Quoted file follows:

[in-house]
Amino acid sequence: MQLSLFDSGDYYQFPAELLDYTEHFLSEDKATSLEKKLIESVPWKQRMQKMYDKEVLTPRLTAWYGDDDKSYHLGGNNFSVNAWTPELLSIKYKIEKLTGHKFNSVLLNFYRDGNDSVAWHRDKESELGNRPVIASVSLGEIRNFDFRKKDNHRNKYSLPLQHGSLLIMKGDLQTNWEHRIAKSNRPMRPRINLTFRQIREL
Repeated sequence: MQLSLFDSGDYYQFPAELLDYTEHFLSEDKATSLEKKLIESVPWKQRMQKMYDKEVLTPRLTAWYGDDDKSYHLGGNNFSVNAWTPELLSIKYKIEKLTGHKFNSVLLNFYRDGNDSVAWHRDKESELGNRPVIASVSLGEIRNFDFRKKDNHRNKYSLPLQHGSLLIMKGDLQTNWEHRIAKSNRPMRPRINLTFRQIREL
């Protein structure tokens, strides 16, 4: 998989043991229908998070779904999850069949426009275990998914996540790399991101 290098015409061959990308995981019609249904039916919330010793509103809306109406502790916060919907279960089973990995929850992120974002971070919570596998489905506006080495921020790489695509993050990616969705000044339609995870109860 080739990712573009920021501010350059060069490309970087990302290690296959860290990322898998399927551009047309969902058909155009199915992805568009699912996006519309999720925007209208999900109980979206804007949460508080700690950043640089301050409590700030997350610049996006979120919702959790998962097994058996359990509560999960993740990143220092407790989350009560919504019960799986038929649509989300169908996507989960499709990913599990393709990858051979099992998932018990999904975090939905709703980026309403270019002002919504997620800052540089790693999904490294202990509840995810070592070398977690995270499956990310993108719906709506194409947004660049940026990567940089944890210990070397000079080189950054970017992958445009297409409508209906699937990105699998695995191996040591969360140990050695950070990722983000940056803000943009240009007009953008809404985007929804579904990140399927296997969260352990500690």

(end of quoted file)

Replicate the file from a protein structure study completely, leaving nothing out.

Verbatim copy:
[in-house]
Amino acid sequence: MQLSLFDSGDYYQFPAELLDYTEHFLSEDKATSLEKKLIESVPWKQRMQKMYDKEVLTPRLTAWYGDDDKSYHLGGNNFSVNAWTPELLSIKYKIEKLTGHKFNSVLLNFYRDGNDSVAWHRDKESELGNRPVIASVSLGEIRNFDFRKKDNHRNKYSLPLQHGSLLIMKGDLQTNWEHRIAKSNRPMRPRINLTFRQIREL
Repeated sequence: MQLSLFDSGDYYQFPAELLDYTEHFLSEDKATSLEKKLIESVPWKQRMQKMYDKEVLTPRLTAWYGDDDKSYHLGGNNFSVNAWTPELLSIKYKIEKLTGHKFNSVLLNFYRDGNDSVAWHRDKESELGNRPVIASVSLGEIRNFDFRKKDNHRNKYSLPLQHGSLLIMKGDLQTNWEHRIAKSNRPMRPRINLTFRQIREL
């Protein structure tokens, strides 16, 4: 998989043991229908998070779904999850069949426009275990998914996540790399991101 290098015409061959990308995981019609249904039916919330010793509103809306109406502790916060919907279960089973990995929850992120974002971070919570596998489905506006080495921020790489695509993050990616969705000044339609995870109860 080739990712573009920021501010350059060069490309970087990302290690296959860290990322898998399927551009047309969902058909155009199915992805568009699912996006519309999720925007209208999900109980979206804007949460508080700690950043640089301050409590700030997350610049996006979120919702959790998962097994058996359990509560999960993740990143220092407790989350009560919504019960799986038929649509989300169908996507989960499709990913599990393709990858051979099992998932018990999904975090939905709703980026309403270019002002919504997620800052540089790693999904490294202990509840995810070592070398977690995270499956990310993108719906709506194409947004660049940026990567940089944890210990070397000079080189950054970017992958445009297409409508209906699937990105699998695995191996040591969360140990050695950070990722983000940056803000943009240009007009953008809404985007929804579904990140399927296997969260352990500690």